Woe is Parking.

News January 20, 2010
As someone who has lived in this city for virtually my entire life, there is one thing I know for sure – parking is a pain. Were I to calculate the total time I’ve wasted cruising for a parking space or the total amount of money I’ve spent in parking tickets, I might go insane. However, we are not just losing our time, money, and sanity in this parking climate. We are also increasing traffic congestion and, in the process, greenhouse gas emissions . But how can we fix this conundrum? [Image: Colleen McHugh ] Last Thursday’s lunchtime forum addressed the Parking Problem on a regional scale and proposed parking reform strategies aimed at alleviating this issue as well as at incentivizing other forms of transit. Valerie Knepper from the MTC addressed the strong need for innovative regional reform. Among the current regional parking flaws, Valerie noted a number of...

Learning from Metrorail

Urbanist Article January 6, 2010
The Bay Area Rapid Transit Authority and the Washington Metropolitan Area Transit Authority developed their respective regional transit systems around the same time, and toward similar aims. Both were conceived in the 1940s to complement new highways and underwent construction in the 1960s as opposition to those highways began to mount. BART began operation in 1972, and has grown to 104 track miles; Metrorail began operation in 1976 and now has 106 track miles. But that’s where the similarities end. Metrorail has more than 700,000 riders per day while BART has fewer than 400,000: it’s clear WMATA has achieved a level of usability that BART has not. Why the difference? For starters, Metrorail does a better job of getting people to and from D.C.’s downtown area. With 86 stations, it has twice as many stops as BART (at 43) — Metrorail stations are also better situated, in more easily accessible...

Learning from Washington D.C.

News January 5, 2010
This past fall, a group of SPUR board members and staff traveled to Washington DC to learn from the urban-planning successes of our nation's capital; today, three members of that group presented their findings at a lunchtime forum. SPUR Deputy Director Sarah Karlinsky began the discussion with an overview of the Washington urban planning models from Pierre L'Enfant's plan of 1791 to and James McMillan's Plan of 1901 through modern-day endeavors to enliven the long-neglected Southeast waterfront area along the Anacostia. Regional Planning Director Egon Terplan expanded the geographical scope of the discussion, demonstrating with satellite photography areas in the region where forward-thinking transit-planning decisions brought about transit-oriented development along major corridors and high public transit use. Terplan focused on the Rosslyn-Ballston corridor in Virginia and Bethesda in Maryland , both tremendous successes in inducing dense development clustered around regional rail service. Finally, architect and urban historian Rod Freebairn-Smith showed...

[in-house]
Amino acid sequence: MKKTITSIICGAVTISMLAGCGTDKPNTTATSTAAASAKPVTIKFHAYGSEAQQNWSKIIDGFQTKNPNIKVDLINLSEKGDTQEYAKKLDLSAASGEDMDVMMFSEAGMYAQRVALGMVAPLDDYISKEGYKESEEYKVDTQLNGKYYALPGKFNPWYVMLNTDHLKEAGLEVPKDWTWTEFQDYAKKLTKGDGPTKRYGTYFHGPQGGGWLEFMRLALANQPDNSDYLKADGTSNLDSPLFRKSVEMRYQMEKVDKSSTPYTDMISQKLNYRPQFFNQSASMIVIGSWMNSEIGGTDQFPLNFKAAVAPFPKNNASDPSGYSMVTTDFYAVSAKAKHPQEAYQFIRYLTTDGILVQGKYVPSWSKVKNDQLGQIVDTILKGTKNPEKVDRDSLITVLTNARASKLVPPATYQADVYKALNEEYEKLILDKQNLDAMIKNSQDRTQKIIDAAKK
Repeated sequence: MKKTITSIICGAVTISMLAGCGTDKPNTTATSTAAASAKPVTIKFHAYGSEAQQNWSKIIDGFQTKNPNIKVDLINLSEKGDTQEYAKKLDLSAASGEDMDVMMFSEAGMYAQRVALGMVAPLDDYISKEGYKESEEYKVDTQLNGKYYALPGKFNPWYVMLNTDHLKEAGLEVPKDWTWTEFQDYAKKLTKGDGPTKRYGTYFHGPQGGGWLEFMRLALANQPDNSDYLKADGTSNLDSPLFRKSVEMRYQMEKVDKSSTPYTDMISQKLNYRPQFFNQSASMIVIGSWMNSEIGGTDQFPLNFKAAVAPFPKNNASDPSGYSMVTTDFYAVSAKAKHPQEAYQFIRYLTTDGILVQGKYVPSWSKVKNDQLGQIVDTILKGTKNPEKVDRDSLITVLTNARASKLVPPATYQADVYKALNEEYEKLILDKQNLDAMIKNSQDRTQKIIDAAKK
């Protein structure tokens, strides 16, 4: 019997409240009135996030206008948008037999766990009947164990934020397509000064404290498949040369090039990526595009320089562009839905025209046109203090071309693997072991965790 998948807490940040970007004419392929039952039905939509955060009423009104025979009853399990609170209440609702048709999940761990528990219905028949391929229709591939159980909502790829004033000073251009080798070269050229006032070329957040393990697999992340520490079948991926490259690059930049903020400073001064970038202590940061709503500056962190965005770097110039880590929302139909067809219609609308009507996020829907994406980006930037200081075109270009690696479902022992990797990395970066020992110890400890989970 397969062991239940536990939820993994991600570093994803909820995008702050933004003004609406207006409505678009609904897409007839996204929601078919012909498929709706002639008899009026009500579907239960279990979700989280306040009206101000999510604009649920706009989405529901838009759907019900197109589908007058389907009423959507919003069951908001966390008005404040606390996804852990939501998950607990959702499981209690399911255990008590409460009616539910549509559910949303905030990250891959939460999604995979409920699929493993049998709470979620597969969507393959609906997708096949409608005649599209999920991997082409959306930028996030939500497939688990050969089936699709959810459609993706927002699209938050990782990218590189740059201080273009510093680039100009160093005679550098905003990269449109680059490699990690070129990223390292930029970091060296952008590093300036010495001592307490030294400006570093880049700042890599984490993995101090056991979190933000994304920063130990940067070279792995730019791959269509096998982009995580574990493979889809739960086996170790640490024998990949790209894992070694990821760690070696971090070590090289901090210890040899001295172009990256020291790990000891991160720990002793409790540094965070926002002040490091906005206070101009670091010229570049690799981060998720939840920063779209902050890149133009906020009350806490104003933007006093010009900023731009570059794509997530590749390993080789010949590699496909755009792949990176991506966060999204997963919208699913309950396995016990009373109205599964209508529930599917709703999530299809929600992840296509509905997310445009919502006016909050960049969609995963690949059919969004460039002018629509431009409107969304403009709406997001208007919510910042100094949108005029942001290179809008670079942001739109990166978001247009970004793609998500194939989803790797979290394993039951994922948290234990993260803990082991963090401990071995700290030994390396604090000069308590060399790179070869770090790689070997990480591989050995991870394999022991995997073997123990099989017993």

Thriving TOD

Urbanist Article January 1, 2010
While urban planners across the U.S. talk about creating transit-oriented development, the D.C. region has built TODs in a way that's actually changing commuter behavior. What lessons can San Francisco learn from this success story?

SPUR and streets on film!

News December 18, 2009
Deputy Director Sarah Karlinsky was featured in a short film this week on the future of San Francisco’s streets. Streetsblog San Francisco posted a video on Monday showcasing the Making a Better Market Street Project. The project envisions Market Street as a grand boulevard similar to La Rambla in Barcelona, the Champs-Élysées in Paris, or the more recently reconfigured public space in New York’s Times Square. As Sarah Karlinsky explains in the film, “[these cities] are really thinking about their streets as more than just infrastructure for cars to move along; they’re really places that people want to make use of.“ In this spirit, the project has instituted trial traffic diversions, public art in storefronts, live music and public programming along Market. According to the video, private automobile traffic on Market Street has reduced by 60%, pedestrian traffic has increased by 250 pedestrians/hour, and MUNI travel time in the trial...